- Anti-Corruption Helpdesk
- Auditing the auditors - International Standards to hold Supreme Audit Institutions to account
Auditing the auditors - International Standards to hold Supreme Audit Institutions to account
This Anti-Corruption Helpdesk brief was produced in response to a query from a U4 Partner Agency. The U4 Helpdesk is operated by Transparency International in collaboration with the U4 Anti-Corruption Resource Centre based at the Chr. Michelsen Institute.
Are there internationally agreed-upon standards or guidelines with respect to external audits on SAIs? If external audits are not allowed by law, how are SAIs held to account?
Donor support - for example through core funding - to government institutions, including Supreme Audit Institutions (SAIs), often requires that external financial audits are conducted periodically to ensure sound financial management by the institution in question. In some cases, external audits of SAIs may not be permitted by law. We are currently supporting a SAI in a developing country. There is a need to ensure that this SAI has sound financial management, but applicable laws do not allow for external audits.
1. Formal Mechanisms for the External Audit of Supreme Audit Institutions (SAIs)
2. International Standards of SAI Accountability Mechanisms
3. Broader Accountability of SAIs
5. Further Reading
There are no internationally agreed guidelines for the external audit of SAIs. The possibility and scope for external audits are determined by the constitutional and legislative frameworks of each country and vary from case to case. The International Organisation of Supreme Audit Institutions (INTOSAI) provides international guidelines on key principles for SAIs, although these guidelines do not address the process of external audit. In addition, INTOSAI encourages peer reviews of SAIs and a sub-committee of the organisation is currently drawing up guidelines to standardise this process. The existence and strength of wider accountability mechanisms for SAIs need to be examined on a case-by-case basis since these mechanisms are tied to the particular legislative frameworks and organisational set-up that apply in a given country. There are three broad models of organising SAIs: the Westminster model, the Board or Collegiate model, and the Judicial model, each with different implications for the applicable accountability structures. Irrespective of specific characteristics, however, SAIs are usually held to account either by the legislature or the judiciary.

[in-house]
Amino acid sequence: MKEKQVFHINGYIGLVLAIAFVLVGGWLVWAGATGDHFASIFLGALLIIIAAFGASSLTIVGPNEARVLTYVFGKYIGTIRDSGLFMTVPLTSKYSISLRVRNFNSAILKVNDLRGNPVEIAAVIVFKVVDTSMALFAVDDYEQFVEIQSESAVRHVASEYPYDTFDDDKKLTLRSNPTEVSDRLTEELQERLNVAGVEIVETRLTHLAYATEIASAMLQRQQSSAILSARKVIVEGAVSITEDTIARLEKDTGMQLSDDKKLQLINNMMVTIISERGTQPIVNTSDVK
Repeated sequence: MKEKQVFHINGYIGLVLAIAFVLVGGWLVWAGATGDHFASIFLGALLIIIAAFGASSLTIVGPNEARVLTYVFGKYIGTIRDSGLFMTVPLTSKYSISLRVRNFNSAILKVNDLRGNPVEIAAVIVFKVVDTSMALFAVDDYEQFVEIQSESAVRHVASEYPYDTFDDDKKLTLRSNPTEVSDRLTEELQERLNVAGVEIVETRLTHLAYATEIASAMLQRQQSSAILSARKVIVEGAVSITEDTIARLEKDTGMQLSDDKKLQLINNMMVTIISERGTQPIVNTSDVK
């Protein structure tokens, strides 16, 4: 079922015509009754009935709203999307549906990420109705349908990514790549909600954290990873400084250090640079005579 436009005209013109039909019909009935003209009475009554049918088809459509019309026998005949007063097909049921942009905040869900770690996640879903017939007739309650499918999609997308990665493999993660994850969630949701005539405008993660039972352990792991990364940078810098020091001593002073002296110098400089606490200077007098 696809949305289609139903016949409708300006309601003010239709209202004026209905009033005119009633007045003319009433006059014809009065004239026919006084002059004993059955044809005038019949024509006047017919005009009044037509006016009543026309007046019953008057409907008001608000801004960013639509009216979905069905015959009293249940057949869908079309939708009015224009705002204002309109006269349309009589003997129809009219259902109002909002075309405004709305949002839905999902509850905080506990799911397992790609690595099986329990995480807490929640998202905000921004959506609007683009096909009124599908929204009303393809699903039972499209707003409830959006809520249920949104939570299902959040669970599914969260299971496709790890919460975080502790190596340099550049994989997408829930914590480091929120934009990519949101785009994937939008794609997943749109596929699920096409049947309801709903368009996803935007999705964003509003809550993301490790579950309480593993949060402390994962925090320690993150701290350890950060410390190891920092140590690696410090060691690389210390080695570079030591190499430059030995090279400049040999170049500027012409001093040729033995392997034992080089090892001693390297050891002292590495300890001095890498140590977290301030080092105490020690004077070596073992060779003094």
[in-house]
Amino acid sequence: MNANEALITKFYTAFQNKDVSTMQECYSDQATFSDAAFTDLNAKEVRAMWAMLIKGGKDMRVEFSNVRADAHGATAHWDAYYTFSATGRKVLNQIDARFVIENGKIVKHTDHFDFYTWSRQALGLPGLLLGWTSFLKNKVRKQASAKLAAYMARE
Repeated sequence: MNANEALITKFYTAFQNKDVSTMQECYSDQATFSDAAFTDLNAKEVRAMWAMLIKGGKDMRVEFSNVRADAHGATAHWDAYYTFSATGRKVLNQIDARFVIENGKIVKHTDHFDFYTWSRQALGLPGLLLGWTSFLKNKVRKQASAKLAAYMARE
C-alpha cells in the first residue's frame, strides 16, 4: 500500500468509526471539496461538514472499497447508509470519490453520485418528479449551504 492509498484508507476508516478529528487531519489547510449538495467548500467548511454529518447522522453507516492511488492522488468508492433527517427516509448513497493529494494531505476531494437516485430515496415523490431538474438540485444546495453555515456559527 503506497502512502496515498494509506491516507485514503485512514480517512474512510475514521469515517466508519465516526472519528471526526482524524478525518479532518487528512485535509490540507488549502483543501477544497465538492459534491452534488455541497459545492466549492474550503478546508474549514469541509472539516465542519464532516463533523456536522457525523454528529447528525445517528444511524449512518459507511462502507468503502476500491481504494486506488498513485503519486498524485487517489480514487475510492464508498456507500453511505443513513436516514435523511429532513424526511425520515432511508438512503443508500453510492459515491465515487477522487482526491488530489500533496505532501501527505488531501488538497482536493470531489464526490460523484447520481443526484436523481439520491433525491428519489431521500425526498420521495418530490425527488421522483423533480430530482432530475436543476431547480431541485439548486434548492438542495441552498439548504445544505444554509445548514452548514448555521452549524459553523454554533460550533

AuthorsBen Clench, Transparency International, [email protected]